- Josh Palmer ($6,400) has seen 11 targets over the past two games, even with Allen and Williams back.
- Parris Campbell ($5,400) has had at least an 80% route participation rate in each of the past three games and has seen 12 targets in that span.
- Dean Jackson ($7,600) had 13 carries in Week 15, including three in the red zone, along with running routes on 36% of passing plays.
- As usual, kickers and defenses are among the top value plays. Cameron Dicker ($4,200) has the highest projection of the group, while Chase McLaughlin ($4,000) is the best value.
In NFL DFS, correlations are endless, both positive and negative. Most are minor enough that they don’t necessarily need to be factored into lineups. If you want to give a boost to your running back’s defense, for example, that’s great; but running backs will frequently be optimal without the defense also being optimal, even in NFL DFS Showdown.
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The only correlations that are almost mandatory to consider on NFL DFS Showdown slates involve quarterbacks. Particularly, non-rushing quarterbacks. That’s because of the scoring dynamics on DraftKings. On each passing play, the pass catcher scores more fantasy points than the quarterback. For example, if a quarterback throws a pass for 5 yards, he’ll get 0.2 fantasy points — 1 fantasy point per 25 yards passing, divided by five. The receiver will get 1.5 fantasy points — 1 point per reception, plus half a point for 5 yards receiving. The quarterback also only gets four points per passing touchdown, while the receiver gets six points for a receiving touchdown.
The quarterback is also generally one of the most expensive players on his team. Thus, he will often need to be his team’s highest fantasy point scorer to be the optimal captain. Outside of rare occasions where the quarterback scores fantasy points by passing to a player who is not in the DraftKings player pool or gets points as a receiver on a trick play, there are essentially just two ways for the quarterback to be the highest-scoring player on his team: adding fantasy points via rushing or spreading the ball around to multiple pass catchers.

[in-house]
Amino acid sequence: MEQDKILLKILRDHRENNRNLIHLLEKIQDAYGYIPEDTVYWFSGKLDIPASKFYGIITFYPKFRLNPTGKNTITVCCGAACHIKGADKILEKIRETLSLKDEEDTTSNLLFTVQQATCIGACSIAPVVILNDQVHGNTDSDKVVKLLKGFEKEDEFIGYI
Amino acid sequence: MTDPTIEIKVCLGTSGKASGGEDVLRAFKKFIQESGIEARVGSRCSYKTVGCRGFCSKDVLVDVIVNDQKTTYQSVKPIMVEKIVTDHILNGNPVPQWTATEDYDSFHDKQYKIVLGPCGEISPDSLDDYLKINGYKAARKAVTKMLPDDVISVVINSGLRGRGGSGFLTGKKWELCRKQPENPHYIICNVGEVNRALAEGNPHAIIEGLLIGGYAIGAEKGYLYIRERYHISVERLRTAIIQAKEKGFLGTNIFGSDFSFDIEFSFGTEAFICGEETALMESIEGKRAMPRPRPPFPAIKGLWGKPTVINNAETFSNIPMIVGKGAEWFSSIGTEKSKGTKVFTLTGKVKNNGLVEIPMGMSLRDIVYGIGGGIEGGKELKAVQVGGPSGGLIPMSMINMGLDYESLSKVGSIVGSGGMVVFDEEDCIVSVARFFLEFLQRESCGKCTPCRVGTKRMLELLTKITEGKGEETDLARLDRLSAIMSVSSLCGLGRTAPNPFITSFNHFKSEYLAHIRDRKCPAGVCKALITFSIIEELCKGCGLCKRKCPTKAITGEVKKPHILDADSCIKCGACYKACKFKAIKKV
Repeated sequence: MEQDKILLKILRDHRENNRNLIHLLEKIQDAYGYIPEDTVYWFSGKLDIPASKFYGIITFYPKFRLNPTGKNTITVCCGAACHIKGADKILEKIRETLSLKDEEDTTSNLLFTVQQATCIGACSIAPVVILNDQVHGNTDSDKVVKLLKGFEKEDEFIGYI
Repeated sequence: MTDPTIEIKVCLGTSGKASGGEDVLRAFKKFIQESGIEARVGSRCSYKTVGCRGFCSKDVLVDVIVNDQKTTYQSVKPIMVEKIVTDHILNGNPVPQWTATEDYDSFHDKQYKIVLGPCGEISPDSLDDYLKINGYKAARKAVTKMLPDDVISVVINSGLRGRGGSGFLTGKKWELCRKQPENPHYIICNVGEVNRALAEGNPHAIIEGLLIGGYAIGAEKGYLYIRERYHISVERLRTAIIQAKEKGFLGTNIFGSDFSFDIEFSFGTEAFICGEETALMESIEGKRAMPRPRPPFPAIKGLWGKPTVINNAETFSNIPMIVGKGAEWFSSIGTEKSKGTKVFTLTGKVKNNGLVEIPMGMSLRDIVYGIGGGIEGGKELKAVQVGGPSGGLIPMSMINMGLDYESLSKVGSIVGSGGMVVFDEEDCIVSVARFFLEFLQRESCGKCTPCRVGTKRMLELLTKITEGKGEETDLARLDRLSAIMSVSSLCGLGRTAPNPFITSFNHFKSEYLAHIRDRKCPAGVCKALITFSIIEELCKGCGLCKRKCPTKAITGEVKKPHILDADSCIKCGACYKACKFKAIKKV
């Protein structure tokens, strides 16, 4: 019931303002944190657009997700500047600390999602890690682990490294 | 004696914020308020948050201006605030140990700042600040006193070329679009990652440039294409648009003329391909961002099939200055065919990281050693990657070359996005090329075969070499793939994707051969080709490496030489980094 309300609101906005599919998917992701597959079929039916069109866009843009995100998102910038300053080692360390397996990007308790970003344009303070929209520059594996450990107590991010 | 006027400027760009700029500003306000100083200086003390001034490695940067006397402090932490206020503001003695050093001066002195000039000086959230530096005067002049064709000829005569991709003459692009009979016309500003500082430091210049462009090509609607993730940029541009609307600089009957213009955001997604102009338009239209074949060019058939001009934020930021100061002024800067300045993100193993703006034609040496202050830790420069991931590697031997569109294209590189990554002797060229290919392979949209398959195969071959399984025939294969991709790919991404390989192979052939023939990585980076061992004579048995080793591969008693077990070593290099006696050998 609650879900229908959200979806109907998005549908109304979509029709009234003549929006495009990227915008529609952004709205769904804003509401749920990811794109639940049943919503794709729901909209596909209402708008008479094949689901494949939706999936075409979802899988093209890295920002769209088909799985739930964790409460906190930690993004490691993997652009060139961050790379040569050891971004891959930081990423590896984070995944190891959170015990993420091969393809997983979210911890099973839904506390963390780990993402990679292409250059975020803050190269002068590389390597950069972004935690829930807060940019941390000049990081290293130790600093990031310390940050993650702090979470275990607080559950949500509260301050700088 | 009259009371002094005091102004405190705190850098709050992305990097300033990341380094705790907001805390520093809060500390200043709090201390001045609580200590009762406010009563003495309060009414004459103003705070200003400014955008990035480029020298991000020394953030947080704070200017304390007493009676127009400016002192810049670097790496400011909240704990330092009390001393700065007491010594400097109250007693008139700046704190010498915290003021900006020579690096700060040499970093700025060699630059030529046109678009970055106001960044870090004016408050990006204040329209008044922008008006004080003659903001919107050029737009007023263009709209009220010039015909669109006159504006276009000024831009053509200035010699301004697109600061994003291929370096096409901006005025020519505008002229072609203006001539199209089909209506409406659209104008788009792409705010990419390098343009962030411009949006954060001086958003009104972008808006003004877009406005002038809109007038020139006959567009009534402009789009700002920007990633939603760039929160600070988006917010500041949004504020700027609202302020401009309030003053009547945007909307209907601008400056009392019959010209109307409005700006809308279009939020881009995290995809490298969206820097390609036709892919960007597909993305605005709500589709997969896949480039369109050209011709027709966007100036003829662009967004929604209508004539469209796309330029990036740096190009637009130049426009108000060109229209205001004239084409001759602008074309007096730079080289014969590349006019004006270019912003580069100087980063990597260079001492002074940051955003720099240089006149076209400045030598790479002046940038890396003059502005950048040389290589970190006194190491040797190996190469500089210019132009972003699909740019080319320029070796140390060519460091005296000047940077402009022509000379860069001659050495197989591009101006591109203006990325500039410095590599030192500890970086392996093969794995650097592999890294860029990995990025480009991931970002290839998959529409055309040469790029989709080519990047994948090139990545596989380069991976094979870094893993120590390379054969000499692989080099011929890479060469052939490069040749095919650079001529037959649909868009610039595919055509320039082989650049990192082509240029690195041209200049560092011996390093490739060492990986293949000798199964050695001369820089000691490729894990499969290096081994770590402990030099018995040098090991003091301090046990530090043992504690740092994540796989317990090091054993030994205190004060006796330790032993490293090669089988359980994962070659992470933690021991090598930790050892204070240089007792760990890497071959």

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Some General Thoughts
- If you play a quarterback at captain, and he does not have rushing upside, and he is the most expensive player on his team, you will almost always want to have multiple of his team’s pass catchers in the flex. This is also largely true if the quarterback is only slightly less expensive than the most expensive pass catcher on his team.
- If you play a quarterback at captain, and he has moderate rushing upside, you can consider playing just one of his pass catchers in the flex — but multiple may still be preferred, depending on the extent of that rushing upside. The quarterback’s price may also come into play here; the more expensive he is, the more likely you’ll need to have multiple pass catchers in the flex.
- If you play a quarterback at captain, and he has major rushing upside, you don’t necessarily need to play any pass catchers in the flex. This is relatively uncommon, and only applies to a few quarterbacks.
- If you play a quarterback in the flex, and he does not have rushing upside, you will generally want to have at least one of his pass catchers elsewhere in the lineup, either at captain or in another flex spot.
- If you play a quarterback in the flex, and he has moderate to high rushing upside, you don’t necessarily need to include one of his pass catchers elsewhere in the lineup. But there will always be positive correlation there between a quarterback and his pass catchers.
Some Chargers-Colts Game-Specific Thoughts
- If you play Herbert: Herbert has shown modest rushing upside in his career. He should always be paired with at least one pass catcher, and preferably multiple if used at captain. Ekeler can be considered a pass catcher to pair with Herbert.
- If you play Foles: Foles has shown virtually zero rushing upside. He should always be paired with at least one pass catcher in the flex, and at least two if used at captain. Moss and Jackson can be considered pass catchers to pair with Foles.